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Mark Bretz

Time and again the Conservatory of Theatre Arts at Webster University mounts productions that are marvels of excellence.

Caryl Churchill has had an amazing career since she graduated from Oxford University’s Lady Margaret Hall women’s college with a degree in English Literature in 1960. Her plays often focus on sexual politics, the abuse of power and a non-traditional look at history from a feminist point of view.

Saturday, 14 April 2012 23:01

The secret’s in the storytelling

Mary Zimmerman comes by her academic standards naturally, as the daughter of two college professors at the University of Nebraska. Her writing skills, however, are the product of a fanciful imagination that has guided her artistic achievements since childhood.

In Joe Orton’s short but prolific career as a writer, the Englishman developed a reputation for incisive and biting humor that lampooned the Establishment in merry olde England. Before his abilities could fully blossom, Orton tragically was bludgeoned to death by his lover, another writer/actor named Kenneth Halliwell, in 1967 at the age of 34.

In the lobby of the area's local Taj Mahal, otherwise known as the Scheidegger Center for the Arts at Lindenwood University, is a display window paying homage to early 20th century scenic designer Lyobov Popova.

Kirkwood Theatre Guild recently unveiled its 80th season with an audience-pleasing presentation of Noel Coward's charming comedy, Blithe Spirit. It's the type of show and production that has pleased patrons of the venerable community theater for eight decades.

Sam Shepard shocked the sensibilities of American theater when his literary voice first was raised in the 1960s and '70s. At first specializing in absurdist works, his style evolved into an alternate realism, a landscape where emotions and thoughts are as exaggerated as the mythic value of the American West. Such is the setting of Curse of the Starving Class, the first of Shepard's trio of works about the destructive dynamics of a family dysfunctional with a capital 'D.' He followed that foray into family foibles with the Pulitzer Prize-winning Buried Child and the Gothic tale, True West.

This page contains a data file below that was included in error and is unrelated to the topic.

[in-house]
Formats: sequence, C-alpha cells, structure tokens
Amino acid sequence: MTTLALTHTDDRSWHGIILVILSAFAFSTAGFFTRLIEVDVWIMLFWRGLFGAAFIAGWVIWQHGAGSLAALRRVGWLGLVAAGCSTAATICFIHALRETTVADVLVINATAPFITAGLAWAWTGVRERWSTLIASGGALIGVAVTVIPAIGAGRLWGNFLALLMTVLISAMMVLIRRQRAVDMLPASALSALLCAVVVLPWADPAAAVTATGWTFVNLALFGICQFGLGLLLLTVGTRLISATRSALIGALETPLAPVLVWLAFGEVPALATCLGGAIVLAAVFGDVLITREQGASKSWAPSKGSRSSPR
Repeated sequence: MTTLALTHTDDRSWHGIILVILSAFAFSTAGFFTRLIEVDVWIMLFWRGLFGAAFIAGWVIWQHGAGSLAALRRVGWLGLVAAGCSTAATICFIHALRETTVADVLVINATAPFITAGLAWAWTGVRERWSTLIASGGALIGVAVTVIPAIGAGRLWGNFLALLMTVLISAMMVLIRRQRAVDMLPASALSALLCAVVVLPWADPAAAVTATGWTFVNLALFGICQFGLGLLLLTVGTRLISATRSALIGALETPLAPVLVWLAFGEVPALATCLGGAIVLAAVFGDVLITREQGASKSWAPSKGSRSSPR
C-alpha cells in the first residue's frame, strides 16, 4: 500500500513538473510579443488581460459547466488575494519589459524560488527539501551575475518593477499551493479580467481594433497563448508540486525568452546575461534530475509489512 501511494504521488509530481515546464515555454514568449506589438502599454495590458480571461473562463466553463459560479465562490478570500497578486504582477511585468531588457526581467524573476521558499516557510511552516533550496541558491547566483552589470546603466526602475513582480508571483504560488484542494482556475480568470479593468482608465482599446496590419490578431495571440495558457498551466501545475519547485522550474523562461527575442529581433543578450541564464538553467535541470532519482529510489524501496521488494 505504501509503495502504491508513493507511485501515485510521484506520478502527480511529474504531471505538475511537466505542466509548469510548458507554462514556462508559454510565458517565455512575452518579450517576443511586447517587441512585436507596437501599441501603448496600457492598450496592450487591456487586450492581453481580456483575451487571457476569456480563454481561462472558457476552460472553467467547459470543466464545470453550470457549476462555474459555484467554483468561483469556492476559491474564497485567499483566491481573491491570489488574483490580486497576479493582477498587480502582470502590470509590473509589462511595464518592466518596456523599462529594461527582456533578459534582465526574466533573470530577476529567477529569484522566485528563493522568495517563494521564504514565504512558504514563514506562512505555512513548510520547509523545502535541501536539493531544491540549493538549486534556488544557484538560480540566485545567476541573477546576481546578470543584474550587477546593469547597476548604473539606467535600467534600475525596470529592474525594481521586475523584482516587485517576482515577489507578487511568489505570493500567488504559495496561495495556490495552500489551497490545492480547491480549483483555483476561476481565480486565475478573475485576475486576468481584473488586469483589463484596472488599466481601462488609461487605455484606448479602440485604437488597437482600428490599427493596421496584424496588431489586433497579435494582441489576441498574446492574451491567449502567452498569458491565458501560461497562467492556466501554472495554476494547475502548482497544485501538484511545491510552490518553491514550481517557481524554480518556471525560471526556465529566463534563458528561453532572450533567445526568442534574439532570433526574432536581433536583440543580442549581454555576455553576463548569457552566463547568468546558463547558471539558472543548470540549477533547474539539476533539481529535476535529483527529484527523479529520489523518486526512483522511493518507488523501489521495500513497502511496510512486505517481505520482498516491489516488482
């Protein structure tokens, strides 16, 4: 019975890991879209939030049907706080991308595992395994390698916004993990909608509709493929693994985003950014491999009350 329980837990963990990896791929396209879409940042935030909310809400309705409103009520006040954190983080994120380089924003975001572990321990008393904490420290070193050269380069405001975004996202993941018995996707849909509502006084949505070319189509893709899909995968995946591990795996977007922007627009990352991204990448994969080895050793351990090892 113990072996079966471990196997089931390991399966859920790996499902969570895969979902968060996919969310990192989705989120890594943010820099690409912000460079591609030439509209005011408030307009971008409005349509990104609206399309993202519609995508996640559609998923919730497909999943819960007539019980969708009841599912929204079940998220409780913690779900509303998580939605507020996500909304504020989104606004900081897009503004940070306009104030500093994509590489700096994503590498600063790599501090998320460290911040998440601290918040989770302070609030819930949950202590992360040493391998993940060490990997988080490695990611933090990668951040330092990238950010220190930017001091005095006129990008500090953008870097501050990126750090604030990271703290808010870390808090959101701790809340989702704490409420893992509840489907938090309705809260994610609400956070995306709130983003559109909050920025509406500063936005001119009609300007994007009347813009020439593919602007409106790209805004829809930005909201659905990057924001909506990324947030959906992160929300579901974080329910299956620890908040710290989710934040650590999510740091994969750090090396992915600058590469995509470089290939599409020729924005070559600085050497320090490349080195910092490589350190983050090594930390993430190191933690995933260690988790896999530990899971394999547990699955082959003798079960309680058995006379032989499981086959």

Monday, 29 November 1999 18:00

The Spitfire Grill

The Conservatory of Theatre Arts at Webster University

Through December 9, 2007
Reviewed by Mark Bretz
The talented kids in Webster University's Conservatory of Theatre Arts have tested their mettle thus far this academic year with comedy (Anton in Show Business) and the classics (Tartuffe). Now comes their turn to shine in musical theater, with the current production of The Spitfire Grill.
Monday, 29 November 1999 18:00

The Glass Menagerie

Chesterfield Community Theatre

Through 11/18/2007
Reviewed by Mark Bretz
Playwright Tennessee Williams referred to his first major success, The Glass Menagerie, as a "memory play," and indicated that "memory takes much poetic license."
Monday, 29 November 1999 18:00

The Evil Side of Broadway

Soundstage Productions

Through 10/31/2007
Reviewed by Mark Bretz
Minions Café in Maplewood has expanded its horizons in recent months. In addition to the meals and scrumptious desserts (sample either the delectable pecan pie or the mouth-watering apple cake with caramel frosting, among others), the comfortable little establishment is hosting periodic play readings, performances and concerts as well. Case in point is the current offering from Soundstage Productions titled The Evil Side of Broadway.

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